Tag Archives: Offshore investing

Three reasons why you should invest internationally

Analysts are divided on how markets might turn out under the Trump administration. From overhauling the tax code, to repealing the Affordable Care Act and renegotiating trade deals, Trump’s plans can have massive implications for businesses, consumers, and investors. Uncertainty remains high as the new president has never been in public office. In other parts of the world, meanwhile, similar dilemmas exist. The likes of Brexit, Abenomics, the ongoing refugee crisis, and the deceleration of growth in China, among others, are major concerns that can have direct impacts on the various segments of the global economy. As such, portfolios need to be more resilient, adaptable, dynamic, and diverse. Investing internationally, with focus on emerging markets, then becomes a viable option.



  1. Diversification and access to rapidly growing companies

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Stock markets all over the world were not made equal. They behave differently at various points of the economic cycle and across numerous geographic regions. A stock market in Asia might be bullish, but that does not mean that its European counterpart enjoys the same. Investing internationally offers portfolios an additional layer of protection from volatility in individual markets.


Of course, many of the world’s best companies are in the U.S., the U.K., Japan, or Germany, making these markets great avenues to grow money on the long term. However, in some other countries, ‘less known’ businesses are showing great potential into becoming the next Amazon, Volkswagen, or Samsung. These companies are equally innovative but are yet to reach their economic peak.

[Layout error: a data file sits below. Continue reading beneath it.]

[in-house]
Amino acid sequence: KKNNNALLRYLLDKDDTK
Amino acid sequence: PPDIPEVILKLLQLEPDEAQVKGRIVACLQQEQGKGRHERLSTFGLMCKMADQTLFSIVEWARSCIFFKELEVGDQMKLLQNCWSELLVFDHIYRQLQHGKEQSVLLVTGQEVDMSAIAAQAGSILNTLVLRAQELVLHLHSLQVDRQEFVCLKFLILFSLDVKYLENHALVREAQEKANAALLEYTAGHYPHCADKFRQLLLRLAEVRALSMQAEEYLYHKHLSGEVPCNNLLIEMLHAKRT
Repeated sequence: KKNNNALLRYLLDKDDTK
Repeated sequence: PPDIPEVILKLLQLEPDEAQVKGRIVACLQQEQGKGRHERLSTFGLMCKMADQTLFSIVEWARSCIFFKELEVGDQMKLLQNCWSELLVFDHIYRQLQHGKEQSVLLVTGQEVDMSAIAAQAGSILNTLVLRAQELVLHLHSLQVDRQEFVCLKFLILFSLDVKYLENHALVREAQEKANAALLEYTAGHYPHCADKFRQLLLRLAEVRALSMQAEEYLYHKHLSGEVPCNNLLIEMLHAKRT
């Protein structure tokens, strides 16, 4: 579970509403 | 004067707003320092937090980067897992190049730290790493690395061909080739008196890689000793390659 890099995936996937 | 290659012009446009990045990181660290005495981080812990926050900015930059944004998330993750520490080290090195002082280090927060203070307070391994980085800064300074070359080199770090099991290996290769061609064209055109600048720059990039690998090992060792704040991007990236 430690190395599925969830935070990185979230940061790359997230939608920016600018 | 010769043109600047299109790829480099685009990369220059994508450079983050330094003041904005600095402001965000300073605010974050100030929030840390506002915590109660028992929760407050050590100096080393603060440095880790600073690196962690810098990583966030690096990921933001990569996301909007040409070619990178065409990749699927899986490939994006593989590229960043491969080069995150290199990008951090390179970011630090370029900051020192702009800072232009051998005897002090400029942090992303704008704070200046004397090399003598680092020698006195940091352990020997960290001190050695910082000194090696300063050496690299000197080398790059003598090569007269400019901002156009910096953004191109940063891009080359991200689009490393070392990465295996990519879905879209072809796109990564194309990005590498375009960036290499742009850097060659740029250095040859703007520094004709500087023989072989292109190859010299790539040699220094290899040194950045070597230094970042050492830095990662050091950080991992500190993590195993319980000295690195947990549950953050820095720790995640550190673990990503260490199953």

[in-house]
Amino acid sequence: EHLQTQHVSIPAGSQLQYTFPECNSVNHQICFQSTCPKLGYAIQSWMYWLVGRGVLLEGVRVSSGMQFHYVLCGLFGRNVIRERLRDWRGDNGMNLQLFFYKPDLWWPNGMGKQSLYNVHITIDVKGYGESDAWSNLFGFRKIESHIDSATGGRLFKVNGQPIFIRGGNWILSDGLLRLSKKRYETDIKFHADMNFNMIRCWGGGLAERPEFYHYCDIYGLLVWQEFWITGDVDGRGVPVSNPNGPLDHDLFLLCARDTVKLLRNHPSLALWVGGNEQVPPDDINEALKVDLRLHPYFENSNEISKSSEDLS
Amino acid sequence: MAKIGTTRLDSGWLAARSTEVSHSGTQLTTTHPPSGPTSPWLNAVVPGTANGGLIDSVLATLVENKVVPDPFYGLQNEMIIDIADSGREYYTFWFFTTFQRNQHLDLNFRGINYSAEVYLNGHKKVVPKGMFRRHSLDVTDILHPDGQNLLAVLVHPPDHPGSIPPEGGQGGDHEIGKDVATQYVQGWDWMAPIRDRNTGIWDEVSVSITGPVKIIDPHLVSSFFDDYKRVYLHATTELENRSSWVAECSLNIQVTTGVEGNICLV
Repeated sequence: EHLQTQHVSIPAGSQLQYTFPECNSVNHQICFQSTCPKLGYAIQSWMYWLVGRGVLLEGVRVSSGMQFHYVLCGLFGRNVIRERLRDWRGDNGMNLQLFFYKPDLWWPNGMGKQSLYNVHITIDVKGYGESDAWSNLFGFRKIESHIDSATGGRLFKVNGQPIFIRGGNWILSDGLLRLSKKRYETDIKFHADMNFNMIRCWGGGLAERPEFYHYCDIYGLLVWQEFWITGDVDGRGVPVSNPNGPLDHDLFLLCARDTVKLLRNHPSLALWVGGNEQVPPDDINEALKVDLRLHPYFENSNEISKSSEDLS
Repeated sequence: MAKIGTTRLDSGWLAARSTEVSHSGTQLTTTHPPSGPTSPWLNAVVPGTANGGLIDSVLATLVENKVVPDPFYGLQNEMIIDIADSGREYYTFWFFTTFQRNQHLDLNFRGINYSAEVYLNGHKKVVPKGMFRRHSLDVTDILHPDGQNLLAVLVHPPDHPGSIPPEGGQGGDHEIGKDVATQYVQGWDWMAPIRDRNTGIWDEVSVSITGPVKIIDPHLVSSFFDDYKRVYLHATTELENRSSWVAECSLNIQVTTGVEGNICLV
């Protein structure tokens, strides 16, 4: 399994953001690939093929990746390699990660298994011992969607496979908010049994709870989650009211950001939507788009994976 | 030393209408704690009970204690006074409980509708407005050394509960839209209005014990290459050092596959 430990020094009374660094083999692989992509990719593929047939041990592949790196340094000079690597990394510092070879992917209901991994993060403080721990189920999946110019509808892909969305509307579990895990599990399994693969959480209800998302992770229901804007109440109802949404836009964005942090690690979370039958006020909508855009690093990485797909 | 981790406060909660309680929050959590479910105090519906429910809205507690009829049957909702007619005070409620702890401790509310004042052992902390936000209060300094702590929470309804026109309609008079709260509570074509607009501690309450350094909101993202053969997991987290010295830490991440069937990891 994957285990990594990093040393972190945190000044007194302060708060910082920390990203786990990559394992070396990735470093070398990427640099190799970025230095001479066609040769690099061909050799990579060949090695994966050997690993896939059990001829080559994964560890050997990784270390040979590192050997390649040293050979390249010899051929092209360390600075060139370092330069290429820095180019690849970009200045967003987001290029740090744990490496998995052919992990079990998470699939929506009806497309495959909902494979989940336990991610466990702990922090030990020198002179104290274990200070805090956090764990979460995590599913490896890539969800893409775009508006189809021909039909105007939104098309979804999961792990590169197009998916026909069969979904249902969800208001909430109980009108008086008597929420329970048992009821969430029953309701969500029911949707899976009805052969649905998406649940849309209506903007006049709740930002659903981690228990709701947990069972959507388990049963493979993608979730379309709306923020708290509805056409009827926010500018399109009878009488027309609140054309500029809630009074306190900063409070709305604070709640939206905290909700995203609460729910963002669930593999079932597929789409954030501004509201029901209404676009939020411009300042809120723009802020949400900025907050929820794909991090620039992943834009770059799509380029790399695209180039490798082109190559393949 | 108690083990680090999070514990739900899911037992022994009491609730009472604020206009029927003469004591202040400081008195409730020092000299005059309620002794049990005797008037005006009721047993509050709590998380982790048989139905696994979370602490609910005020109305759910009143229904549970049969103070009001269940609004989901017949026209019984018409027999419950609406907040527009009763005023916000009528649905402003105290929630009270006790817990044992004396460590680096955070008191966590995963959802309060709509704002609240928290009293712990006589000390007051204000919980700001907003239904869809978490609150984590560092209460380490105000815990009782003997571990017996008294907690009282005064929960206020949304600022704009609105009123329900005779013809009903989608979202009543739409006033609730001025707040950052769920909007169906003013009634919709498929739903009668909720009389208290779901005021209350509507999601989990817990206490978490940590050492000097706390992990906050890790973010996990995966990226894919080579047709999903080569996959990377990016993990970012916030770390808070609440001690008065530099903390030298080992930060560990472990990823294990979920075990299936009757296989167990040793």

1. The potential for higher growth, higher income

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In emerging markets, growth has so far been stronger than that of mature, developed markets. In 2015, Myanmar posted a GDP growth of 7.00 percent, Uzbekistan at 8.50 percent, and Ethiopia a whopping 10.20 percent. By comparison, the United States only grew by 2.60 percent and Japan by 0.60 percent in the same period.


For those investing in bonds, some countries offer much higher interest rates than others. Figures can have stark differences, especially versus developed markets where yields have been pushed down to historic lows, reflected in not-so-impressive income.



  1. Young, dynamic, and educated workforce

Image source: remit.co.uk


Sustainable economic growth is largely anchored on a healthy, educated, and productive workforce. However, as in the case of Japan, the ageing population is making a significant impact on areas such as social welfare, public health, and economic prosperity. The likes of Canada, Germany, France, and many other equally prosperous countries have a median population age of older than 40 years old. This may translate to higher spending on healthcare and increased dependence on the relatively smaller young working population to drive growth.


Newly industrialized countries like the Philippines, Iran, Mexico, and Turkey (who all belong to the Next Eleven Economies) have relatively young workforces, allowing for a potentially more ambitious and energetic manpower. A demographic sweet spot is expected to accelerate economic growth in these countries. To further emphasize just how important it is to have a predominantly young labor pool, many of today’s most successful entrepreneurs are considered millennials—and most of them have great contributions to the rapidly digitalizing world.